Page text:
Spanish prosecutors are seeking nine years jail and fines of 8,760 euros ($12,000) each for three Andalusian businessmen accused of olive oil fraud and deceptive advertising.
They say the trio sold as extra virgin olive oil mixtures of 70 – 80 per cent sunflower oil and just 20 – 30 percent olive oil, along with a dash of E141 – a food additive not approved for use in cooking oils – for color enhancement.
According to Spanish newspaper ABC, the prosecution claims that from their businesses in Lucena, Baena and Espejo — all within the Córdoba region — the men sold hundreds of thousands of liters of adulterated oil between early 2005 and mid-2006.
Labeled as extra virgin olive oil, and priced accordingly, 5‑liter metal and plastic containers of the oil were sold in Andalusia, Valencia and Catalonia to unwitting food wholesalers, restaurants, and individual consumers, including via the internet, a Córdoba provincial court heard this week.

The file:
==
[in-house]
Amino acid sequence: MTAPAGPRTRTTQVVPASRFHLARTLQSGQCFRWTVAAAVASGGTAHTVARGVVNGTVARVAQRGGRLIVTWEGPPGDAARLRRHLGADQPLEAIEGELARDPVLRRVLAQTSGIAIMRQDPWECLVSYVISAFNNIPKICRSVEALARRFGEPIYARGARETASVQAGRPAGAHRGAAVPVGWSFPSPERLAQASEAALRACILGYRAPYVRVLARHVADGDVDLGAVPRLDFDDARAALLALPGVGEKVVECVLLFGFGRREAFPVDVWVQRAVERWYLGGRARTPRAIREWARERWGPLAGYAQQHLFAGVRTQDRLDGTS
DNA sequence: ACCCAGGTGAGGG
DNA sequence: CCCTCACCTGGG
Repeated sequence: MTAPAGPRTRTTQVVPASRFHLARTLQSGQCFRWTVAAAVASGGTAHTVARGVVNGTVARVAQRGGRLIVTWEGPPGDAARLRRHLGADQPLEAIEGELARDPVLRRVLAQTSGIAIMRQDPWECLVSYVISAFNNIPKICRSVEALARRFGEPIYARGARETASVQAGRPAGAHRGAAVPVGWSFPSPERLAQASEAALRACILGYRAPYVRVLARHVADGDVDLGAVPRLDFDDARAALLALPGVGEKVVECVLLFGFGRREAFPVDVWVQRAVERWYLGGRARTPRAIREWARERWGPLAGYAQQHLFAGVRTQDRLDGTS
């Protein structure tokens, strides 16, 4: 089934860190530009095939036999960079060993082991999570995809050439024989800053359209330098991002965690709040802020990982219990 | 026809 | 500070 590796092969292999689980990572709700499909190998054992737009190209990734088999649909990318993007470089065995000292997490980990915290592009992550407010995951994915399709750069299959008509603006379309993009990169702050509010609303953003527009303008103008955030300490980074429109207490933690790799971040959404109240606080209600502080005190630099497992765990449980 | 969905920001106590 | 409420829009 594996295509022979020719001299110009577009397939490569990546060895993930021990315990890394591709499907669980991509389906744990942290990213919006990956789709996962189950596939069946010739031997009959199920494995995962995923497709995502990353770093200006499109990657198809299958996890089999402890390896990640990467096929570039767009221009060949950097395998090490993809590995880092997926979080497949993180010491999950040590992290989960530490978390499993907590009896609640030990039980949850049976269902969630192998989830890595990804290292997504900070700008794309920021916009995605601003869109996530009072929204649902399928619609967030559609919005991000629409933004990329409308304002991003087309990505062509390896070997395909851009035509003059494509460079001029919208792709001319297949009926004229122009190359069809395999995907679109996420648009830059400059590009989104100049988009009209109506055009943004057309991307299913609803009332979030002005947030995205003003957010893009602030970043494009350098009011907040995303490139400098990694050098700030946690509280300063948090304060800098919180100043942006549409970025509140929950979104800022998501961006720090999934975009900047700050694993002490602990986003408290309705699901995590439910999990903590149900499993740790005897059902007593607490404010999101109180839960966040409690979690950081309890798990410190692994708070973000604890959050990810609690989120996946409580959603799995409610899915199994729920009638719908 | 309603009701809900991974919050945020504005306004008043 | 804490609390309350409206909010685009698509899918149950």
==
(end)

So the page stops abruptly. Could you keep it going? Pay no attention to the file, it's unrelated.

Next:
The trio, identified only by their initials – JMA, FAM and JJC – were charged as part of ‘Operation Cholesterol.’ A national investigation in Spain in 2006, it followed complaints of suspected olive oil adulteration which were substantiated in testing by regional authorities.
The prosecution says that while not all those who bought the adulterated oil have been identified, the trio should at least compensate those wholesalers who are known to have bought it, and the accused three should be disqualified from selling cooking oils.